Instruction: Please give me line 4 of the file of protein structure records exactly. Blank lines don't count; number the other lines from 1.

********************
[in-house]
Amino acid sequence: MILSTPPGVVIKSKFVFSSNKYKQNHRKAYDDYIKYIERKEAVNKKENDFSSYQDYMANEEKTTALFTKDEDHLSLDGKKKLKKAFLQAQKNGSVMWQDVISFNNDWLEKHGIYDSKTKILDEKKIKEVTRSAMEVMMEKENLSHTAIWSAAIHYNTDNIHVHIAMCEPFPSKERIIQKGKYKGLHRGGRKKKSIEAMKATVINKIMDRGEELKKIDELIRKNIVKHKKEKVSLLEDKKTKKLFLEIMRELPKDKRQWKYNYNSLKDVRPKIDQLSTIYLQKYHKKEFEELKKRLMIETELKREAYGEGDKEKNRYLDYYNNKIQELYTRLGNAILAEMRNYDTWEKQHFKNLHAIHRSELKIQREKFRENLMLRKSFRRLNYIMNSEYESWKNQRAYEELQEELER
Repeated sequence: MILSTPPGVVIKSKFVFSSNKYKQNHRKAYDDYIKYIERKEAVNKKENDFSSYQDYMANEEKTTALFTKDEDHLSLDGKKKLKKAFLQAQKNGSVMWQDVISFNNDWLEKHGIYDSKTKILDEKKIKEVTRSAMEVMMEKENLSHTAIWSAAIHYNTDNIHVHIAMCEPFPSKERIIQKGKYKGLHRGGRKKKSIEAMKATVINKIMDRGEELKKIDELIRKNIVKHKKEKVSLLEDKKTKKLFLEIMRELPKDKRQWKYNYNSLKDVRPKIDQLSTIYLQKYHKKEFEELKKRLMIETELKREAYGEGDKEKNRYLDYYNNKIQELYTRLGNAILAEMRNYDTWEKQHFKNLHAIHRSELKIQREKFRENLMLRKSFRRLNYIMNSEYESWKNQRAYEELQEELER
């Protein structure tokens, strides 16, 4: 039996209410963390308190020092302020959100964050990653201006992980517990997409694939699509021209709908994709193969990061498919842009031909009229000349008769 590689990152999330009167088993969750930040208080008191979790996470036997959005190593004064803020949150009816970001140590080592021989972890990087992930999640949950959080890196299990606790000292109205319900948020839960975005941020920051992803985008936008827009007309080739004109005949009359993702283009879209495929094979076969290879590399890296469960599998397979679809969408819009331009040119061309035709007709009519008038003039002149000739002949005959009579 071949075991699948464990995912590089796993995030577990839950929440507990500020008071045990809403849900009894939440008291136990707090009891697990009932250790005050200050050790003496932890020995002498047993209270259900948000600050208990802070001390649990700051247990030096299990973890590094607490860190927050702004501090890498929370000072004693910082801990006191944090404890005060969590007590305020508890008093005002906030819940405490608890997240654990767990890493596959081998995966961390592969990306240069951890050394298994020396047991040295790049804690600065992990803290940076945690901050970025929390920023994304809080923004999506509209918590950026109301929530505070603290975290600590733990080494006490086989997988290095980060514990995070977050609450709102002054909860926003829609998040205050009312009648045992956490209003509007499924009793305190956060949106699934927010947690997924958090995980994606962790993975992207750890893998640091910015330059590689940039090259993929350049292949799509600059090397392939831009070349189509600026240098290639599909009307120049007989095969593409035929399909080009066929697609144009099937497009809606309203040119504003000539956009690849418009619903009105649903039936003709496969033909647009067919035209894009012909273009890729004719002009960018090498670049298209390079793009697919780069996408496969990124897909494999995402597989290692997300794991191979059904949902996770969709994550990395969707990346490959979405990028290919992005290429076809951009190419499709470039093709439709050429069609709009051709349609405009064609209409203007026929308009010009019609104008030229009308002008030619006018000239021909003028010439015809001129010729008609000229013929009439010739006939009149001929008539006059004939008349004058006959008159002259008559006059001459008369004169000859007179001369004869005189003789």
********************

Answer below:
């Protein structure tokens, strides 16, 4: 039996209410963390308190020092302020959100964050990653201006992980517990997409694939699509021209709908994709193969990061498919842009031909009229000349008769 590689990152999330009167088993969750930040208080008191979790996470036997959005190593004064803020949150009816970001140590080592021989972890990087992930999640949950959080890196299990606790000292109205319900948020839960975005941020920051992803985008936008827009007309080739004109005949009359993702283009879209495929094979076969290879590399890296469960599998397979679809969408819009331009040119061309035709007709009519008038003039002149000739002949005959009579 071949075991699948464990995912590089796993995030577990839950929440507990500020008071045990809403849900009894939440008291136990707090009891697990009932250790005050200050050790003496932890020995002498047993209270259900948000600050208990802070001390649990700051247990030096299990973890590094607490860190927050702004501090890498929370000072004693910082801990006191944090404890005060969590007590305020508890008093005002906030819940405490608890997240654990767990890493596959081998995966961390592969990306240069951890050394298994020396047991040295790049804690600065992990803290940076945690901050970025929390920023994304809080923004999506509209918590950026109301929530505070603290975290600590733990080494006490086989997988290095980060514990995070977050609450709102002054909860926003829609998040205050009312009648045992956490209003509007499924009793305190956060949106699934927010947690997924958090995980994606962790993975992207750890893998640091910015330059590689940039090259993929350049292949799509600059090397392939831009070349189509600026240098290639599909009307120049007989095969593409035929399909080009066929697609144009099937497009809606309203040119504003000539956009690849418009619903009105649903039936003709496969033909647009067919035209894009012909273009890729004719002009960018090498670049298209390079793009697919780069996408496969990124897909494999995402597989290692997300794991191979059904949902996770969709994550990395969707990346490959979405990028290919992005290429076809951009190419499709470039093709439709050429069609709009051709349609405009064609209409203007026929308009010009019609104008030229009308002008030619006018000239021909003028010439015809001129010729008609000229013929009439010739006939009149001929008539006059004939008349004058006959008159002259008559006059001459008369004169000859007179001369004869005189003789």